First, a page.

• Add calculated measures to an pivot table on the fly from Excel

    PTPower is exposed as an Excel 2007 Add-In - within the "PivotTable Tools" Ribbon.




    Just click the Show MDX button and PTPower will show you a popup window with the underlying MDX statement of the pivot table.  The MDX Statement is color highlighted and ready to be copy/pasted in MDX Studio, Report Builder, ...  Very simple, but just works :-)

    The second feature is even cooler.  Developing and debugging calculated measures in BIDS is a bit cumbersome.  Most of the time I use the script view in BIDS for that. For every change in the MDX statement you have to deploy the cube (or at least the MDX scipt using BIDS Helper) and switch back and forth to the cube browser or Excel to see the result.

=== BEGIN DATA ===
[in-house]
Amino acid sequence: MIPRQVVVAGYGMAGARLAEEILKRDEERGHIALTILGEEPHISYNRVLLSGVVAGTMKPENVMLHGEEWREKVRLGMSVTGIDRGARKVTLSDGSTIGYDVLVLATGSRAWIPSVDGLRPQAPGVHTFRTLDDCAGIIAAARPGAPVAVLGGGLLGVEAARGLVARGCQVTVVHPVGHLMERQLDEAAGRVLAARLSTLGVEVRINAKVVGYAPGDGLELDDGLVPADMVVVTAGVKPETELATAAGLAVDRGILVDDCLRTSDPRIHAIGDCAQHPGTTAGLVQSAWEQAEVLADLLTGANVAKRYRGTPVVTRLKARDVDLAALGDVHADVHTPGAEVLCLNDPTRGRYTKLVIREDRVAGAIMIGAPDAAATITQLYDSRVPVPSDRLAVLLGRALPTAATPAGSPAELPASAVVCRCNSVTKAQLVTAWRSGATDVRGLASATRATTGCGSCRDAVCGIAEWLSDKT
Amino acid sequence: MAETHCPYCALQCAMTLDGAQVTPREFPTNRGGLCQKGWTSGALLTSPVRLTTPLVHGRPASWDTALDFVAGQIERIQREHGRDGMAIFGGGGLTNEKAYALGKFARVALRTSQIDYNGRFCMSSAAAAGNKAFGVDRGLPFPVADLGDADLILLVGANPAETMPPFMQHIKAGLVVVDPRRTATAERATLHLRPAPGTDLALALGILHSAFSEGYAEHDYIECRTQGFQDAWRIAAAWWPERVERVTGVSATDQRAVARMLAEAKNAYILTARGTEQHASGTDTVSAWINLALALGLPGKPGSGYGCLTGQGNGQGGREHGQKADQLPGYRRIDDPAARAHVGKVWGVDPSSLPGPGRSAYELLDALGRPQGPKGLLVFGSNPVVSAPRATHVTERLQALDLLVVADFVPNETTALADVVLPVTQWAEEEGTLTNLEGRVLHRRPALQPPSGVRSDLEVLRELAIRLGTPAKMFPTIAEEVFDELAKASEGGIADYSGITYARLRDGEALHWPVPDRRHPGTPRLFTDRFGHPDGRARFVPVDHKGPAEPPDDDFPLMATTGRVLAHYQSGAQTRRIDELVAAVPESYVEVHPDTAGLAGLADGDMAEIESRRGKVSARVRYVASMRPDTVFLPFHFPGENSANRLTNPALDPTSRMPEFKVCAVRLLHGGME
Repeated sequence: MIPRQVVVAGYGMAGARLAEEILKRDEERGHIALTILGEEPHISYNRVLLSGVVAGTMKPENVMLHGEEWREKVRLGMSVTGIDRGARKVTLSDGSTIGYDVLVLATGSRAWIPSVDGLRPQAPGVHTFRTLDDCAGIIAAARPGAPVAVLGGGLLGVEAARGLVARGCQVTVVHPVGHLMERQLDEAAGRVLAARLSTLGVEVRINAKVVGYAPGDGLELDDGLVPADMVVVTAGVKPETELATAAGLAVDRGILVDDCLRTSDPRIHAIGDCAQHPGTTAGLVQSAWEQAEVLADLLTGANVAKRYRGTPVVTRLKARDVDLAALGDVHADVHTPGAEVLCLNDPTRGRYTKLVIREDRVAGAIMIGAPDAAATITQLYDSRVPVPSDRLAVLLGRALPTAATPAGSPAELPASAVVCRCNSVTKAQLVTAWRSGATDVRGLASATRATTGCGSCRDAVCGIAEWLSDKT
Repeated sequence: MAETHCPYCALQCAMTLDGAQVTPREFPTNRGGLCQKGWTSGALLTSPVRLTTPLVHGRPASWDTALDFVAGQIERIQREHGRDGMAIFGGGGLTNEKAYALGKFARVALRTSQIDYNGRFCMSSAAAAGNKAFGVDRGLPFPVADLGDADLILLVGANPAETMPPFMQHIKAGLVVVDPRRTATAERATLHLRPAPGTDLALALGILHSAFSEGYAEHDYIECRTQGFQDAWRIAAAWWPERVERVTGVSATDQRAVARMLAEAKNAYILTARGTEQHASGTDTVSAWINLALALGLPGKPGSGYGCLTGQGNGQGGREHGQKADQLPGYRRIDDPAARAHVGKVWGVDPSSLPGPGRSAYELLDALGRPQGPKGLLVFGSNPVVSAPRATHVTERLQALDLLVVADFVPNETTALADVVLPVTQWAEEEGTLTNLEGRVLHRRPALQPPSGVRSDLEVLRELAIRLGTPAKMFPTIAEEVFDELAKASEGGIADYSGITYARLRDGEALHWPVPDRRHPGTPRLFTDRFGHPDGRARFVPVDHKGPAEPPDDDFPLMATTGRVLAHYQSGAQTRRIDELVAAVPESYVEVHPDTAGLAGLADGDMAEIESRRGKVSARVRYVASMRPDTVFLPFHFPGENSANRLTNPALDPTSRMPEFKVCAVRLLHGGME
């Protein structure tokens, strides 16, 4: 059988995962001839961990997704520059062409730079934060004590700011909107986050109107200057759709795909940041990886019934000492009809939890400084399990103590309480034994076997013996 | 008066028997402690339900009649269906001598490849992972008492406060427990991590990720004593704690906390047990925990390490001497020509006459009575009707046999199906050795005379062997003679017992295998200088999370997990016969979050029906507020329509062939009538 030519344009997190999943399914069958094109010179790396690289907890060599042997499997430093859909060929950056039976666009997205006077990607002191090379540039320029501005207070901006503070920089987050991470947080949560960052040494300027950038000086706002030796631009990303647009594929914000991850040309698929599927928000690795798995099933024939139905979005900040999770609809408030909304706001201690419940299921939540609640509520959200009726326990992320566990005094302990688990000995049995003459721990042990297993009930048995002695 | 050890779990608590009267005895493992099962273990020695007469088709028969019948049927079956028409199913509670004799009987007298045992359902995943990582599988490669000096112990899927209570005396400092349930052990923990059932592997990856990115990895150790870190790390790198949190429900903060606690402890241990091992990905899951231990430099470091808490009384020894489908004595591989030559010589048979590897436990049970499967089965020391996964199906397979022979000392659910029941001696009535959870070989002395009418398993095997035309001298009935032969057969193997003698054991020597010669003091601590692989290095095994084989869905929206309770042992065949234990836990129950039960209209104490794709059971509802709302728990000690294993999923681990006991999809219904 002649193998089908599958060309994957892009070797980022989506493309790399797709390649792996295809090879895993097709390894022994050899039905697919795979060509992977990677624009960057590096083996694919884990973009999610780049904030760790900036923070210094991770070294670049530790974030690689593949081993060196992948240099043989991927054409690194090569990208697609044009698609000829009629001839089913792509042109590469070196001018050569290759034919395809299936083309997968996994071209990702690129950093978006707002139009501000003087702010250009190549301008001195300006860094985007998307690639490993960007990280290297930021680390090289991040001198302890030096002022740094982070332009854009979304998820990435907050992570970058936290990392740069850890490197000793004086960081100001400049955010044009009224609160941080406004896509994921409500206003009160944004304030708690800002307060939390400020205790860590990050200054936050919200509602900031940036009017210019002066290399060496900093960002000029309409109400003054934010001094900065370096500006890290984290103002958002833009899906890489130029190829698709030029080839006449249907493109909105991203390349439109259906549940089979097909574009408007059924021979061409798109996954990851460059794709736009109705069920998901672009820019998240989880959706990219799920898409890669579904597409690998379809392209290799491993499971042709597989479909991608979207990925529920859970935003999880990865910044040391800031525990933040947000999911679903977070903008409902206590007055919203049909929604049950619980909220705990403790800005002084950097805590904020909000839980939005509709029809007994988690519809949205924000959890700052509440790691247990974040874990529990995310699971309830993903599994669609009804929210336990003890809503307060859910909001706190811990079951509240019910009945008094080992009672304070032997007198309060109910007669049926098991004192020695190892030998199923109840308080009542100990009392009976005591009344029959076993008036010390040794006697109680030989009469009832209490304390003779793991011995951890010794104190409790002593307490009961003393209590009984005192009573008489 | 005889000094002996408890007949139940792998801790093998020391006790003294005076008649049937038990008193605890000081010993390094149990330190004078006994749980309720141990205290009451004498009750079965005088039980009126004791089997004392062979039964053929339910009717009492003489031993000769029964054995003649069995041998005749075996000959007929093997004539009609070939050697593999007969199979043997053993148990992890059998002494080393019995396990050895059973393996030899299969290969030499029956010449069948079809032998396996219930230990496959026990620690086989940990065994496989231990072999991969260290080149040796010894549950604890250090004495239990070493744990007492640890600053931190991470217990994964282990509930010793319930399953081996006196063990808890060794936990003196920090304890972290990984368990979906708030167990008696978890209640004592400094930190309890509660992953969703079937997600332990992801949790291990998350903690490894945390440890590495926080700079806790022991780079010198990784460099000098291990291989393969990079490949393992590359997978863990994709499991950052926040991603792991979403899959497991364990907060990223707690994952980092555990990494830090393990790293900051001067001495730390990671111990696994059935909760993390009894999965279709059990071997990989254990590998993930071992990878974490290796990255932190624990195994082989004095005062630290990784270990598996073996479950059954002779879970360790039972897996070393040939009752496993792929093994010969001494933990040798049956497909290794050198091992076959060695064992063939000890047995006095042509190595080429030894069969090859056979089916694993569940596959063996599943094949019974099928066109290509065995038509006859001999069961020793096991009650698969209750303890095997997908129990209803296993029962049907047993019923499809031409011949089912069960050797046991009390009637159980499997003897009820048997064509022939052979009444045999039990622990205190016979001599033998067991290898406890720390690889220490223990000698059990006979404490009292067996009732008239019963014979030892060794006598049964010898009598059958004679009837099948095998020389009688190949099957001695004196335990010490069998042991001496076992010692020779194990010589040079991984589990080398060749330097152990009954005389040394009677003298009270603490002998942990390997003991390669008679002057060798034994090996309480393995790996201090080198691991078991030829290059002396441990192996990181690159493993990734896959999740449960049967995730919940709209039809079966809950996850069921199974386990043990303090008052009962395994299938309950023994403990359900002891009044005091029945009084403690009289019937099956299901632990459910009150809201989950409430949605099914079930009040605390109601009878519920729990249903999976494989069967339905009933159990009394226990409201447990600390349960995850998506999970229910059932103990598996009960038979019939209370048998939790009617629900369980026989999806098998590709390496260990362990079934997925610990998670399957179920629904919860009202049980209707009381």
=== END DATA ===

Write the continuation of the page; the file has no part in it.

PTPower allows you to build and test your calculations from Excel using a nice GUI.  When you click the Calculation button a GUI similar to the calculation tab in BIDS pops up. Write your MDX calculation, click Save, click Close.  Excel will refresh your pivot table and you will see the results immediately.




    Calculations created via PTPower are implemented as session members.  This means they are not saved to cube, but only available in the current session.  When you save the Excel file and reopen it, PTPower will recreate the session members.


    And  this is very cool, because it allows end-user to add their own calculations from Excel.  Altough they will need to learn MDX.  Which might be a bit challenging for most end-users ;-)

    Anyway, PTPower is nice addition to my Analysis Services toolkit. And is tooltje van de week.